For the Love of PECS

August 1, 2011

Over a year ago, our speech therapist arrived with a picture board of her different floortime activities.  For months she persisted in helping Evan connect the picture board with the actual activities.  Many days he cried when she would use hand-over-hand assistance to help him reach for the pictures.  Then, in September of last year, he started choosing between two pictures, then three.  Every now and then, he would Evan grab the picture and hand it to her.  To be honest, I wondered what on earth she was doing.  I thought she was supposed to teach him to talk!

That was before I knew or understood that Evan would be diagnosed with Autism.  I could tell by the way she systematically did things and her professionalism that I should trust her.   And so I did trust her, which was one of my better decisions as a mom.

By Christmas of that year, Evan would come and grab our hands.  He would pull us to the kitchen if he wanted to eat. He would hand us his sippy cup.  He no longer cried for the things he wanted – he communicated.  He did not ‘talk’, but he communicated.

Instinctively, infants cry when they need something.  As they grow older, they instinctively begin to imitate the sounds that adults make. One day, when mommy is being goofy and saying ‘mommy’ over and over again.  The baby says it too.  Of course, mommy gushes at this point and rewards the baby with a hug, smile and other such delights.  Soon the baby knows that if she says ‘mommy’, then her mommy will come.  And so the process of communication has been cemented for the baby, who now understands the value of those noises everyone is making.

My little boy, and many children with autism, did not progress this way.  I remember thinking when he was six months old that he didn’t ‘coo’ or ‘ga-ga’ at all.  However, I shrugged it off.  At one year, he made some noises and said ‘uh-oh’.  I thought speech was coming.  At eighteen months, he had learned the word ‘no’.  With no changes at 20 months, we were advised to begin speech therapy.  Some people looked at us strangely.  I’m sure they thought he would grow out of it.  After all, in the 70’s and 80’s it was not abnormal for a child to begin talking around age three.  What my friends and I did not understand is that the problem was not speech delay.  It was communication delay.  Thankfully, our speech therapist understood this and worked endlessly to establish the pattern of communication for Evan.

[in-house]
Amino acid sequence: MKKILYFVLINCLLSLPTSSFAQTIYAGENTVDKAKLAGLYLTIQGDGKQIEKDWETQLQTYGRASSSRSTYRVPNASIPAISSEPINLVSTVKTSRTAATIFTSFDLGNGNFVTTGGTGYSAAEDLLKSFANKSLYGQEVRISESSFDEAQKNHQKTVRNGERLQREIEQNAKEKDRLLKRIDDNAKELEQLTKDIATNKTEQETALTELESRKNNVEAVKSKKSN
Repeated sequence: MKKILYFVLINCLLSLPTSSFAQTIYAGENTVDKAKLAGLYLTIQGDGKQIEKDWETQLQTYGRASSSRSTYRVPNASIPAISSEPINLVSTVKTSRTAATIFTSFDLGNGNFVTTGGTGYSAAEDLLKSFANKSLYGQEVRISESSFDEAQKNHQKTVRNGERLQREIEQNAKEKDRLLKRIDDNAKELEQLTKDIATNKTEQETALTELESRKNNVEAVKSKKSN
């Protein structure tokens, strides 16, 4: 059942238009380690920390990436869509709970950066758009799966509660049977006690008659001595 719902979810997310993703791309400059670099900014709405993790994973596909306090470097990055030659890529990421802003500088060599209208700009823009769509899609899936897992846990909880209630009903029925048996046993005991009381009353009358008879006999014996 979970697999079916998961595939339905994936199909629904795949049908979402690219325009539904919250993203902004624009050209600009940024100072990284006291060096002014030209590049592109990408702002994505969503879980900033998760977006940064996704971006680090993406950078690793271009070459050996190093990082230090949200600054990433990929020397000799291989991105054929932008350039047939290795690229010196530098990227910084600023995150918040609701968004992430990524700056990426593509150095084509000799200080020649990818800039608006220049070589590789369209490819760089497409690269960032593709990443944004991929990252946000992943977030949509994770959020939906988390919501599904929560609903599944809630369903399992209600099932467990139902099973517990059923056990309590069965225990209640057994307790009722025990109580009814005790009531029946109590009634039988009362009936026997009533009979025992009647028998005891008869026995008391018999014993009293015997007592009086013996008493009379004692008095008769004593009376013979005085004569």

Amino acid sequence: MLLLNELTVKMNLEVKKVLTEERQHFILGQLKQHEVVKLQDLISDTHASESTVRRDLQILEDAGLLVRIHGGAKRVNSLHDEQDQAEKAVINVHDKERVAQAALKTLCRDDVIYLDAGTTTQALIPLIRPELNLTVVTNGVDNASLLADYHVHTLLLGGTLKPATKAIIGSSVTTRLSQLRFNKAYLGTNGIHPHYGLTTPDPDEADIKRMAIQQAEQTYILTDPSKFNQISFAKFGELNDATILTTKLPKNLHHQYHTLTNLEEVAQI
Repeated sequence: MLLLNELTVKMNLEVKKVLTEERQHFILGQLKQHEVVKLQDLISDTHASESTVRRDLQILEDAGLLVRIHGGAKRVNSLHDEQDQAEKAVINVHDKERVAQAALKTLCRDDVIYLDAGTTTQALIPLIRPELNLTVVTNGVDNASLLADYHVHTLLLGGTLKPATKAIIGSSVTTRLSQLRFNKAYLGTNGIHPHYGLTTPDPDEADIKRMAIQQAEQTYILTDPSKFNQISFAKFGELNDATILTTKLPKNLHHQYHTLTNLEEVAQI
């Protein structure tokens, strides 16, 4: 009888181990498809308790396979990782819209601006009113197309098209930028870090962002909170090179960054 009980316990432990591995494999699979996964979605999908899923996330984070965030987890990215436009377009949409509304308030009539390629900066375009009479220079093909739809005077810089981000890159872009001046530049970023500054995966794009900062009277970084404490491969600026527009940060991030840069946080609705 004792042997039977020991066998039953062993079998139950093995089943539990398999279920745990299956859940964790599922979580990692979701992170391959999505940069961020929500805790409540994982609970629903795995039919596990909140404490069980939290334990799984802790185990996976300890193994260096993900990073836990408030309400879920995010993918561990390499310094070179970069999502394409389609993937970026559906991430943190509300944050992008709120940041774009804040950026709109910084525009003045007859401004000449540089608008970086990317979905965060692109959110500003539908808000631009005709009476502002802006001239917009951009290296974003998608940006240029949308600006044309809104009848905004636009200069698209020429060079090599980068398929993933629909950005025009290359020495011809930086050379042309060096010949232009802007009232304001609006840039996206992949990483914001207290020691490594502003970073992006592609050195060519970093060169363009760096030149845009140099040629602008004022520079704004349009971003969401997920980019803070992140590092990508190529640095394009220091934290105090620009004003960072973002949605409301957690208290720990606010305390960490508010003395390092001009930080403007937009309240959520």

The technique she used is called the Picture Exchange Communication System or PECS.  It was developed in the 80’s to help children with autism and other developmental disorders learn to communicate. It was designed to be accessible to everyone.  In fact, it is the least expensive intervention system I have come across!!!  (Please applaud the person who came up with that idea).

The official PECS website describes it this way:

“PECS begins by teaching an individual to give a picture of a desired item to a ‘communicative partner’, who immediately honors the exchange as a request. The system goes on to teach discrimination of pictures and how to put them together in sentences.”

PECS is a very effective tool for therapists and others who are involved in one-on-one interactions.  As a parent of three children, I have found that its implementation can be difficult.  I remember posting frequently used pictures, such as snacks and sippy cups, on our refrigerator for Evan to use. Twenty minutes later I came around the corner with some laundry and the pictures were scattered across our living room. The dog was eating one picture, Arianna was coloring another and Tessa was trying to put them in her toy teapot. Evan, the one who should be using them, was at the kitchen table rolling trains back in forth at his eye level. Sighing, I collected the package and resigned myself to finding some other method of use.

My next route was fairly effective – one picture at a time. The therapist took a picture of our van so that every time we were getting ready to go, we could show Evan with the picture. This worked really well.  My only advice is make thirty-thousand copies of that picture, because you will leave it in the van or in your purse at least that many times!

My most recent effort has been a picture schedule and chore board.  This is what it will look like once it is fully implemented. 

However, it is still one picture at a time – starting with breakfast for a couple weeks, then we will add in getting dressed.  Perhaps in a year we will have the whole thing down!  I’ll keep you posted, for sure!

The Happiest Boy

May 29, 2011

This week my Monday spiraled out of control.  I took Evan to the first day of his evaluations for the school system.  These are done while a group of 5-6 kids participates in two days of pre-school classes.  The speech and occupational therapist, as well as a school psychologist evaluate the children through the morning. 

Eager mother that I am, I arrived 20 minutes early.  As the other children arrived, Evan came and sat on my lap.  He made his usual happy and excited noises.  Of course, the other children (who are also developmentally delayed) were all talking.  I saw the parents looking askance at us and I knew what they were thinking. 

Perhaps my son (or daughter) isn’t as behind as I thought! 

And, of course, I was thinking:

Wow, he’s so much further behind than I thought!

Obviously, discouragement was knocking on my door.